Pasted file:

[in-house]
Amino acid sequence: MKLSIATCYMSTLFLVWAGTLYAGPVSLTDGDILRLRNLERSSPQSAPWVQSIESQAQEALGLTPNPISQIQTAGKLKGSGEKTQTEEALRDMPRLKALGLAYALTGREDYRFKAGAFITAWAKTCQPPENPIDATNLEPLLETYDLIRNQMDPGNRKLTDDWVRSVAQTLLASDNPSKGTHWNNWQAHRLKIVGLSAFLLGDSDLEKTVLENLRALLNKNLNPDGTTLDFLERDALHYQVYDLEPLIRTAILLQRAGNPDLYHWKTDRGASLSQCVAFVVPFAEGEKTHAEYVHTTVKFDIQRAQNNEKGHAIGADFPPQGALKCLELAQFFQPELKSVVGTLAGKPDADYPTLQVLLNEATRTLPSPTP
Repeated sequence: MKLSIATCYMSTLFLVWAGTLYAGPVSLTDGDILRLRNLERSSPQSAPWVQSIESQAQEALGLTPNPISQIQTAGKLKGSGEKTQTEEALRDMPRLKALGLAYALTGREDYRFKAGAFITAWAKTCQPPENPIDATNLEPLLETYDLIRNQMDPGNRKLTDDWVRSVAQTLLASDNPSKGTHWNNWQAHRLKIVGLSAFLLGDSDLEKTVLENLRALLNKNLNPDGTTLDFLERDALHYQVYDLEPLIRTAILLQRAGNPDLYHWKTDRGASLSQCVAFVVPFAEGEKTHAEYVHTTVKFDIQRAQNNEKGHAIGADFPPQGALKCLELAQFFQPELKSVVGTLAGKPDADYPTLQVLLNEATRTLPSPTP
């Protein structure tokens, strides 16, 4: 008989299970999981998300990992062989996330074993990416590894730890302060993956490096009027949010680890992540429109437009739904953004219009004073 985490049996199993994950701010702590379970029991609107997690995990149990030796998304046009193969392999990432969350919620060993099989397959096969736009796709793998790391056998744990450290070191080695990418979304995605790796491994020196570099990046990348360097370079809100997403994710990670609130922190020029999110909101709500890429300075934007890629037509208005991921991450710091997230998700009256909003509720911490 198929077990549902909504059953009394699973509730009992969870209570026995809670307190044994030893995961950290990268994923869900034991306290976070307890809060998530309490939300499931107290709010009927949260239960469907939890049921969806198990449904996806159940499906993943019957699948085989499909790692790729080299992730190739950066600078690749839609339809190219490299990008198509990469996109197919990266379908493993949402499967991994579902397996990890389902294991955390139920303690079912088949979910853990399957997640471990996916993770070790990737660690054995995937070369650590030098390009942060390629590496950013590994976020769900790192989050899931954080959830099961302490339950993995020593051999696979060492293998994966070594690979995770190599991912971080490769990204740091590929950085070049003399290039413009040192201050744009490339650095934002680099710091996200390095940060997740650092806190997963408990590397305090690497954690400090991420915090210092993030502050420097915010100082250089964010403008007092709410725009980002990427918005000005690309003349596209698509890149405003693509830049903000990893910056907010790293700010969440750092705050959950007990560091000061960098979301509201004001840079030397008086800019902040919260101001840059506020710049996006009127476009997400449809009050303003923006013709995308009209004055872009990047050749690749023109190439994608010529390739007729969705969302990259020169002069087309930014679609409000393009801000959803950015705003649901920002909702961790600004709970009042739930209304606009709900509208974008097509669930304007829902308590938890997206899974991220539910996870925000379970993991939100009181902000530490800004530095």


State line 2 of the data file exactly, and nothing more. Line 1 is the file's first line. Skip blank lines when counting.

Amino acid sequence: MKLSIATCYMSTLFLVWAGTLYAGPVSLTDGDILRLRNLERSSPQSAPWVQSIESQAQEALGLTPNPISQIQTAGKLKGSGEKTQTEEALRDMPRLKALGLAYALTGREDYRFKAGAFITAWAKTCQPPENPIDATNLEPLLETYDLIRNQMDPGNRKLTDDWVRSVAQTLLASDNPSKGTHWNNWQAHRLKIVGLSAFLLGDSDLEKTVLENLRALLNKNLNPDGTTLDFLERDALHYQVYDLEPLIRTAILLQRAGNPDLYHWKTDRGASLSQCVAFVVPFAEGEKTHAEYVHTTVKFDIQRAQNNEKGHAIGADFPPQGALKCLELAQFFQPELKSVVGTLAGKPDADYPTLQVLLNEATRTLPSPTP